Journal of Rehabilitation Research & Development (JRRD)

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Volume 49 Number 3, 2012
   Pages 351 — 360

Who are the women and men in Veterans Health Administration’s current spinal cord injury population?

Catherine M. Curtin, MD;1–2* Paola A. Suarez, MPH;3 Lisa A. Di Ponio, MD;4 Susan M. Frayne, MD, MPH3,5

1Rehabilitation Research and Development, Department of Veterans Affairs (VA) Palo Alto Health Care System, Palo Alto, CA; 2Division of Plastic Surgery, Stanford University, Stanford, CA; 3Center for Health Care Evaluation, VA Palo Alto Health Care System, Menlo Park, CA; 4Department of Physical Medicine and Rehabilitation, VA Ann Arbor Healthcare System, Ann Arbor, MI; 5Division of General Medical Disciplines, Stanford University, Stanford, CA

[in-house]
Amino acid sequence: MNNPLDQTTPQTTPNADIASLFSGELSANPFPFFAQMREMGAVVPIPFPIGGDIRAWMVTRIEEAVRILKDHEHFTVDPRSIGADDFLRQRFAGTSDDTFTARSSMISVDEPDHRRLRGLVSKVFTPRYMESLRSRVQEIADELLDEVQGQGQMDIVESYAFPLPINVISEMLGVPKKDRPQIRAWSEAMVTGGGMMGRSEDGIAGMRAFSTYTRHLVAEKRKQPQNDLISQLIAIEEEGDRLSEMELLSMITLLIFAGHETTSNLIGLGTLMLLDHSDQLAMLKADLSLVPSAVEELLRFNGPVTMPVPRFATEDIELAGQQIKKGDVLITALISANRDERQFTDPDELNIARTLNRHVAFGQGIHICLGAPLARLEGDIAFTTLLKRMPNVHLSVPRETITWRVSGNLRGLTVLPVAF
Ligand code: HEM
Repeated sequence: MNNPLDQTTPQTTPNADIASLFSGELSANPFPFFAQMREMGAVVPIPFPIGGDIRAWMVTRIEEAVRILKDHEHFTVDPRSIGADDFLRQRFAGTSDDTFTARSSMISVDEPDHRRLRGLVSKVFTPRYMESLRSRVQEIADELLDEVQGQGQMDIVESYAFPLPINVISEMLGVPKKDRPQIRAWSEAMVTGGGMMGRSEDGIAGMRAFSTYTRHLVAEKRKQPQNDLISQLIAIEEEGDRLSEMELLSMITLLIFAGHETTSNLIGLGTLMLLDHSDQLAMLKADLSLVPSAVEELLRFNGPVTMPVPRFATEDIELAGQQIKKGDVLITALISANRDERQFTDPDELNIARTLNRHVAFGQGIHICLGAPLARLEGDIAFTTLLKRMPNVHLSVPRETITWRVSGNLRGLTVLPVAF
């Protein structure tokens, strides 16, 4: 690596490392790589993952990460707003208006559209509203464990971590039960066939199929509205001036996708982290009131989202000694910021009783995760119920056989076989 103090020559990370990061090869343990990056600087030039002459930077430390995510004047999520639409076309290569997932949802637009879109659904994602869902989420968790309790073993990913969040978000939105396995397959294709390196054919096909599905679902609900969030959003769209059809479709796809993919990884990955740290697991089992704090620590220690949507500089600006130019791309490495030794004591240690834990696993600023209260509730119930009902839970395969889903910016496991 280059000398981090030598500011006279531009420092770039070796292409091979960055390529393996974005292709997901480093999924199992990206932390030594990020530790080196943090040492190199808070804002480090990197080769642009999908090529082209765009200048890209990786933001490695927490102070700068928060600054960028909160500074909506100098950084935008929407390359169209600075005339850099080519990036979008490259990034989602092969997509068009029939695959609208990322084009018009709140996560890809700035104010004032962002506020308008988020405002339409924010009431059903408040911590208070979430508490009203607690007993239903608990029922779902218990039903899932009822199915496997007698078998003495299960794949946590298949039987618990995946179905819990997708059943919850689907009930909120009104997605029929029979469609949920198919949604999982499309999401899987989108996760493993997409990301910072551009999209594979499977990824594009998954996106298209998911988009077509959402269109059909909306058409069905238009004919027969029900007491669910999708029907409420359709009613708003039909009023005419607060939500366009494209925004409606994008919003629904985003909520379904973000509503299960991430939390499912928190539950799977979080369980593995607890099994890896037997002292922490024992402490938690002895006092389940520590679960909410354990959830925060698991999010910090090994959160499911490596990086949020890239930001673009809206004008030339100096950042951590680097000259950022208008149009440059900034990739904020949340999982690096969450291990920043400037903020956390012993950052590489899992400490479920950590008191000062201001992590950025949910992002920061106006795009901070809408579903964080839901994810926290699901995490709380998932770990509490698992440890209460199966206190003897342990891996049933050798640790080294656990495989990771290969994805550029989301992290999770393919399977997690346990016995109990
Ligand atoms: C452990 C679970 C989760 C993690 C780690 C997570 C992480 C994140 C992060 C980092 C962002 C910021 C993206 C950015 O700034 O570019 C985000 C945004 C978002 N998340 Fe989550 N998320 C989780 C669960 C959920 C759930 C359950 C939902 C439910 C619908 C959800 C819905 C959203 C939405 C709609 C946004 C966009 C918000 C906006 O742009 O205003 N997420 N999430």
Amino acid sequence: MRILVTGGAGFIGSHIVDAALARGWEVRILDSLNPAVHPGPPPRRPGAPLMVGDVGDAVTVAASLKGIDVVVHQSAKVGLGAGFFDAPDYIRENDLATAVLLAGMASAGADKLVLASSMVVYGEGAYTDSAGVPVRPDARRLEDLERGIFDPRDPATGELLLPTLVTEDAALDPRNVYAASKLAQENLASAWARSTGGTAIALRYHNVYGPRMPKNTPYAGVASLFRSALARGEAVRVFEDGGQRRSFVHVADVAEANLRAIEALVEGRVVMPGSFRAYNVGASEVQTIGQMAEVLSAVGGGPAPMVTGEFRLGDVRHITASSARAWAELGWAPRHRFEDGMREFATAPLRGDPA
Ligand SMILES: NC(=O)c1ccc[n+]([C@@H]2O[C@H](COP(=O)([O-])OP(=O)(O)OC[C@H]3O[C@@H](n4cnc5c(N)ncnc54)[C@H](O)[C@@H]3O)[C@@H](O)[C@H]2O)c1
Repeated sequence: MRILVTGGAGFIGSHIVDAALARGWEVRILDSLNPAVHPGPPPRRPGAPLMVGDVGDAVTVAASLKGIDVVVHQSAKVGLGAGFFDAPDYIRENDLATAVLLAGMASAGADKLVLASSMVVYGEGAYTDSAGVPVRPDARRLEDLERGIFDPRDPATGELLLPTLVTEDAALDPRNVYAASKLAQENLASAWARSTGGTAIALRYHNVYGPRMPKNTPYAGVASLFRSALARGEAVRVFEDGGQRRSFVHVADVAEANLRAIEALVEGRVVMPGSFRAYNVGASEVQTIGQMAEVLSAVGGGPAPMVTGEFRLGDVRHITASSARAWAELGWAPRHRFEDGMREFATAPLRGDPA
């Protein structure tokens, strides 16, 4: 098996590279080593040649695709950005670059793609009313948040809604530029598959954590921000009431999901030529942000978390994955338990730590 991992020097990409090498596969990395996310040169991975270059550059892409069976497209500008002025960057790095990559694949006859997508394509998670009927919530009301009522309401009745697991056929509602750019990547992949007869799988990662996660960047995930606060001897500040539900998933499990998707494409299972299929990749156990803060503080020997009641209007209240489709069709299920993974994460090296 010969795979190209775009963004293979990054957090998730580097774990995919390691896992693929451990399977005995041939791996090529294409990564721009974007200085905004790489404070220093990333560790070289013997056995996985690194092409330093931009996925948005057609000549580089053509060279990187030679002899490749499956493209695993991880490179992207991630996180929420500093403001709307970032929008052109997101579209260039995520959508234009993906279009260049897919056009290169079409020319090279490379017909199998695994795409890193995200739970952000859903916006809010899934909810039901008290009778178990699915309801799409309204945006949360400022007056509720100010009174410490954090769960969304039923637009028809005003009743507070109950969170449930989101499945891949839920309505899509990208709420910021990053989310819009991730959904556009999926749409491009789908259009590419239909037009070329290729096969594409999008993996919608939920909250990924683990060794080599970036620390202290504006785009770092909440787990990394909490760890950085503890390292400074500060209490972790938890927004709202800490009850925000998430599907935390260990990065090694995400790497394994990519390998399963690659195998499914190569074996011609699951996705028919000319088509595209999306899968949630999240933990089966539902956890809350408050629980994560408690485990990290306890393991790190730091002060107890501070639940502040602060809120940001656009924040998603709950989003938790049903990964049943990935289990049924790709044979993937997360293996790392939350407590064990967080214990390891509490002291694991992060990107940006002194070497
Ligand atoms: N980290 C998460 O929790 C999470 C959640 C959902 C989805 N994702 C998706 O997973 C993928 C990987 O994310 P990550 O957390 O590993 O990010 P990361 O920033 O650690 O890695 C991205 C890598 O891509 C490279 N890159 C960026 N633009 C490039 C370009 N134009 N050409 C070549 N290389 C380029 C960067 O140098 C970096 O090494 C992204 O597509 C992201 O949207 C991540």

Abstract — Spinal cord injury (SCI) care is a high priority for the Veterans Health Administration (VHA). Aging Veterans, new cases of SCI from recent conflicts, and increasing numbers of women Veterans have likely changed the profile of the VHA SCI population. This study characterizes the current Veteran population with SCI with emphasis on healthcare utilization and women Veterans. We analyzed VHA administrative data from 2002–2003 and 2007–2008, analyzing composition, demographics, and healthcare use. The population is mostly male (>97%) and largely between 45 and 64 years old. Over 30% are over the age of 65. They are frequent users of healthcare, with an average of 21 visits per year. Women Veterans with SCI form a small but distinct subpopulation, being younger and less likely to be married and having a higher burden of disease. We must understand how the VHA population with SCI is changing to anticipate and provide the best care for these complex patients.